Singapore Savings Bonds – A good deal?

The Monetary Authority of Singapore (MAS) announced the introduction of a new government bond targeting at retail investors starting with minimum investment of just $500 with multiples of $500 up to a cap. (Source: The Straits Times, 31 March 2015)

This new bond is guaranteed by the government and is called the Singapore Savings Bond (SSB). The interest to be paid on this bond is linked to the long-term Singapore Government Securities (SGS) rates, such as the 1-year, 2-year and 10-year Government Bonds.

Investors get step-up interest each year. There is no penalty for early cashing out of the bond. This is better than current fixed interest rate of a 10-year Government Bond and early cashing out can result in less amount being received for the principal sum invested.

The following table compares the two types of bonds (Singapore Savings Bond vs 10-year Government Bond) using hypothetical interest rates for Year 3 to Year 9 for SSB.

Year SSB Interest rate SGS 10-yr Bond Interest rate
0 -1000 -1000
1 9 0.9 24 2.4
2 15 1.5 24 2.4
3 20 2.0 24 2.4
4 22 2.2 24 2.4
5 24 2.4 24 2.4
6 26 2.6 24 2.4
7 28 2.8 24 2.4
8 30 3.0 24 2.4
9 33 3.3 24 2.4
10 1033 3.3 1024 2.4
Total Interest 240 240
IRR* 2.35 2.40

* IRR = Internal Rate of Return

The total interest for both bonds over 10 years = $240 (2.4% per annum). In this example the computed internal rate of return (IRR) for SSB is 2.35% p.a. and the SGS Bond remains the same at 2.40% p.a.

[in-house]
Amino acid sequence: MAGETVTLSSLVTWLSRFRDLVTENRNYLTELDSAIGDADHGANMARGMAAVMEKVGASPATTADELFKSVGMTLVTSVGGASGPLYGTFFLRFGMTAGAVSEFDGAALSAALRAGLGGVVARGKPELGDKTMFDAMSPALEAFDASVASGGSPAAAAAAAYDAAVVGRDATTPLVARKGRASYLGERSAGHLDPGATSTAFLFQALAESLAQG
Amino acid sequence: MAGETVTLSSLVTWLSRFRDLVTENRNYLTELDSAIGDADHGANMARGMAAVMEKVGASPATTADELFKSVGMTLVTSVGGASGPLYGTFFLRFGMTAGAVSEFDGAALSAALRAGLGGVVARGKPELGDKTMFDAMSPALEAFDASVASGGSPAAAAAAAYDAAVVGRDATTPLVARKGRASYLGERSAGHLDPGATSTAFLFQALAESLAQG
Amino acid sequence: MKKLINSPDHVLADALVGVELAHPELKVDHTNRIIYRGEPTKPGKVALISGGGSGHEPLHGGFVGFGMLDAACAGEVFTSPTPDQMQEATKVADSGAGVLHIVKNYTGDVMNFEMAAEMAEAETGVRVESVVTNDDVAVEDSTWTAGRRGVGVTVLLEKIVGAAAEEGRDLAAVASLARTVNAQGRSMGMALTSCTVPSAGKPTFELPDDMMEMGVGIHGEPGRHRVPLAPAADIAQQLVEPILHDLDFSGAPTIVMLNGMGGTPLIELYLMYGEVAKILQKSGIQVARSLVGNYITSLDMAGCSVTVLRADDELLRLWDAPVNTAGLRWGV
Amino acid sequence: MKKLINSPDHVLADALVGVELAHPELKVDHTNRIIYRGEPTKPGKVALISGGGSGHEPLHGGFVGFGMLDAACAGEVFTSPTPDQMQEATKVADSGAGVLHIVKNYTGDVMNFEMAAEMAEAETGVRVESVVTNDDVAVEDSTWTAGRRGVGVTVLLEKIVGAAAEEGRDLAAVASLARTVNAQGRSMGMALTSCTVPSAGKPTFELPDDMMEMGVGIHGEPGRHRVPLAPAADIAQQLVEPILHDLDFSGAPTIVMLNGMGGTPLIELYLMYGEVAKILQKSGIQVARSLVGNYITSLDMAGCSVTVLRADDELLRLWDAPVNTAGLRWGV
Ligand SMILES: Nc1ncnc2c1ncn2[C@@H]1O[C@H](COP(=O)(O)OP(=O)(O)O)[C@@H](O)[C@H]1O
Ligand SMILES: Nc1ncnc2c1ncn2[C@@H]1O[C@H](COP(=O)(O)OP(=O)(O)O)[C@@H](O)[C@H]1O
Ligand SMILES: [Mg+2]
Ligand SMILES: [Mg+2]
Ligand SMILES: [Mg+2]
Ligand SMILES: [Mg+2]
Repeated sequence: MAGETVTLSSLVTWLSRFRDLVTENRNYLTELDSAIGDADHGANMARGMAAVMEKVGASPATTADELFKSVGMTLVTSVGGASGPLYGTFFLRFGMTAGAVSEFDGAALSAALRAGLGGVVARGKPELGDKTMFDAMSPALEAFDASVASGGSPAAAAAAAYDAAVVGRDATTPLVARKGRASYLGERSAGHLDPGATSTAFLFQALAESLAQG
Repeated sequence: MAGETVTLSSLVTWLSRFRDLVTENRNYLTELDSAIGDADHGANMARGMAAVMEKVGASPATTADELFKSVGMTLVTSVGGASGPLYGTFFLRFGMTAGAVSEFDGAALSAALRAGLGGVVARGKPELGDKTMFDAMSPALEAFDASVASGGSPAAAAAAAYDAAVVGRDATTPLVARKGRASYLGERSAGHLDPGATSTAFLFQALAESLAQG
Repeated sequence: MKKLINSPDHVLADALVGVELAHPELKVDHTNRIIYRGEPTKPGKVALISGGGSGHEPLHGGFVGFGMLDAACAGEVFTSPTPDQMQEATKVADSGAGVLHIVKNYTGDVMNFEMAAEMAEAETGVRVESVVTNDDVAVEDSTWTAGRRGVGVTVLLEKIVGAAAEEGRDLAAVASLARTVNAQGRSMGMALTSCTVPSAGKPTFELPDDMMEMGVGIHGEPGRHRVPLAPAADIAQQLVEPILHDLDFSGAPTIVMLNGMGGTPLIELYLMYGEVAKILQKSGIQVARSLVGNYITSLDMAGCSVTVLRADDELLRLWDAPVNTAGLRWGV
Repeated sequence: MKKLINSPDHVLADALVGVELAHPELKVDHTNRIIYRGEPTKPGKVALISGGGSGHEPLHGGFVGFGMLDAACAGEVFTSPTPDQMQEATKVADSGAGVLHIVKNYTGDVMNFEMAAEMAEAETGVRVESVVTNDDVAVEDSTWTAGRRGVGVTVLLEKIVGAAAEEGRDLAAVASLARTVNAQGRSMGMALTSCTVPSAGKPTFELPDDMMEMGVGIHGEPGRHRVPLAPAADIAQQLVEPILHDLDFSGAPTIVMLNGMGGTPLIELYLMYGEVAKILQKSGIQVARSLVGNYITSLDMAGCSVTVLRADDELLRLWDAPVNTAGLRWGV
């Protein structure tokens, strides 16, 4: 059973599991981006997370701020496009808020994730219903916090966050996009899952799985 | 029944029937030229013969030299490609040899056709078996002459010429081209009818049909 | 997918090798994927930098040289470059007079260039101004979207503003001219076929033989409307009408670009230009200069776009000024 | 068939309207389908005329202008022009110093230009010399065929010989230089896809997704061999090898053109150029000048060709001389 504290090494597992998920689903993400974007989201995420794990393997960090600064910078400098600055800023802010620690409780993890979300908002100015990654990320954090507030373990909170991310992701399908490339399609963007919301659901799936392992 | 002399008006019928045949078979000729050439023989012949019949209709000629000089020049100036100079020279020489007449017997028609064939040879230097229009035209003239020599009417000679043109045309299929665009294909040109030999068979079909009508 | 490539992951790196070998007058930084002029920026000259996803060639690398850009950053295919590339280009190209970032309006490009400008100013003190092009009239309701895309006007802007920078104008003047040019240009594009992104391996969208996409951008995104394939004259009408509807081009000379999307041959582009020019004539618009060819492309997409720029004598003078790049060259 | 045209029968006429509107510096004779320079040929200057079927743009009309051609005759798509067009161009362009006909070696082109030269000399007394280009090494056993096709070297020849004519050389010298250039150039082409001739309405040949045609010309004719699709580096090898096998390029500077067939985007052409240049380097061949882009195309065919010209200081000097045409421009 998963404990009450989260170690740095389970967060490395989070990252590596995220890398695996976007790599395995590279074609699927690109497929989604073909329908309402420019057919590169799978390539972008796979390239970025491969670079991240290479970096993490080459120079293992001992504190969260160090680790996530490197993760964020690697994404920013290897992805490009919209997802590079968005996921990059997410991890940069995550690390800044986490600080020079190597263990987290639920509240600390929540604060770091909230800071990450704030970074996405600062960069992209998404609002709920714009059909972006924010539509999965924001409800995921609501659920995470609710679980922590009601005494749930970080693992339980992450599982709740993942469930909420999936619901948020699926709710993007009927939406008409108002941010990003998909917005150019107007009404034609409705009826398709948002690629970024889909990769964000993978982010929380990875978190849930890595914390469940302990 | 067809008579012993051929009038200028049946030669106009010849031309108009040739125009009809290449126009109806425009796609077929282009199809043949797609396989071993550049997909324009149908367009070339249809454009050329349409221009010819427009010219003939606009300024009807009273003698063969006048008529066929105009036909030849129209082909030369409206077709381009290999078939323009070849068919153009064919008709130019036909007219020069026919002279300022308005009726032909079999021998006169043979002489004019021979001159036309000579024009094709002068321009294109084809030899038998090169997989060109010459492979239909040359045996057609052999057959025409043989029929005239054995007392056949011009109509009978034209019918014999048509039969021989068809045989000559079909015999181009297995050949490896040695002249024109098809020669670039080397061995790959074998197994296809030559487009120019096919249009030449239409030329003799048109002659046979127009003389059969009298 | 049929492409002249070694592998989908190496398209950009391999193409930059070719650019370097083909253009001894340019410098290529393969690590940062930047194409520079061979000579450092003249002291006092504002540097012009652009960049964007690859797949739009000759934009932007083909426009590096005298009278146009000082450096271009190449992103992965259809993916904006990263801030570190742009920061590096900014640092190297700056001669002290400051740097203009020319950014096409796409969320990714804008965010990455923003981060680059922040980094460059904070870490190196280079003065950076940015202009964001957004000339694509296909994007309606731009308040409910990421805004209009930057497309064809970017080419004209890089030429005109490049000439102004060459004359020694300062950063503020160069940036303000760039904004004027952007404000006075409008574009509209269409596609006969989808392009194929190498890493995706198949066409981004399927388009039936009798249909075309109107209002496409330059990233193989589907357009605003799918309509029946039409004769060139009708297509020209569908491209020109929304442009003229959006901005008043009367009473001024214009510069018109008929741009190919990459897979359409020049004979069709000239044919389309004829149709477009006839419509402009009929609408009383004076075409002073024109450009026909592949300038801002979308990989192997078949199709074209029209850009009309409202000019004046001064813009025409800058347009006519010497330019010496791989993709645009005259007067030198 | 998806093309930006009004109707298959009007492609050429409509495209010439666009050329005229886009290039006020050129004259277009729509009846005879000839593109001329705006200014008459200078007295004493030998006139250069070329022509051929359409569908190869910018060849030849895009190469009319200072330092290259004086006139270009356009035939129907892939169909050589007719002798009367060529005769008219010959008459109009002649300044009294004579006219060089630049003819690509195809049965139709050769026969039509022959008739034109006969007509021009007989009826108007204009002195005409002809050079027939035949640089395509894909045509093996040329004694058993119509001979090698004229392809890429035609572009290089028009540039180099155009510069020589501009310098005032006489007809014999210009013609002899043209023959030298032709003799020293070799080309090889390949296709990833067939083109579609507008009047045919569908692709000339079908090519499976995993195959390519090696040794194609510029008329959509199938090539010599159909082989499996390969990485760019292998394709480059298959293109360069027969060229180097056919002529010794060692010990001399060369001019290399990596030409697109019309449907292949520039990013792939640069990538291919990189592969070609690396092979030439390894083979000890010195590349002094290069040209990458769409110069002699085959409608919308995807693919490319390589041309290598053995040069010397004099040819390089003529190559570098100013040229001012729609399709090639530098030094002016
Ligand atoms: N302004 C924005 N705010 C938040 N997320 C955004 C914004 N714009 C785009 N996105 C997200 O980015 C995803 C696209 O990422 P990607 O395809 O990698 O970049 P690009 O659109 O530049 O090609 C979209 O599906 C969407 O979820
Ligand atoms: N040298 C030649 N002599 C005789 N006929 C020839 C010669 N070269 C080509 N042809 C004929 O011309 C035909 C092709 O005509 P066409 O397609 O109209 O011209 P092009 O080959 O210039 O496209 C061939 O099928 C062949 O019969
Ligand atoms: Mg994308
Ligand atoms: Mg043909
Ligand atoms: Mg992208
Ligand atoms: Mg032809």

With the introduction of this new government bond some time in the second half of this year, what is the impact on the investment communities vis-à-vis the other investment products?

The direct competition for investors’ dollars must be fixed deposits of banks. Banks pay very low interest rates for fixed deposits. 1-year fixed deposit pays 0.25% p.a.; 2-year fixed deposit pays 0.55% p.a. (POSB) SSB pays 0.9% interest in first year and 1.5% in year 2. These rates are way better than the fixed deposits.

The banks may be a loser, losing a cheap source of funds for their issuance of loans. The banks may lose some depositors moving funds to SSB. Hopefully in the longer term, the banks need to increase their fixed deposit interest rates to compete for sources of fund. This will have impact of credit/loan interest rates and whole lot of impact on general interest rate in the economy. I cannot imagine the final outcome.

Copyright © 2015, limkimtong for Living Investment

The material presented is intended to be general and written in layman’s language as much as it is possible. The author shall not be liable for any direct or consequential loss arising from any use of material written. Please seek professional advice from your financial advisor or financial institutions on material written covering financial matters.

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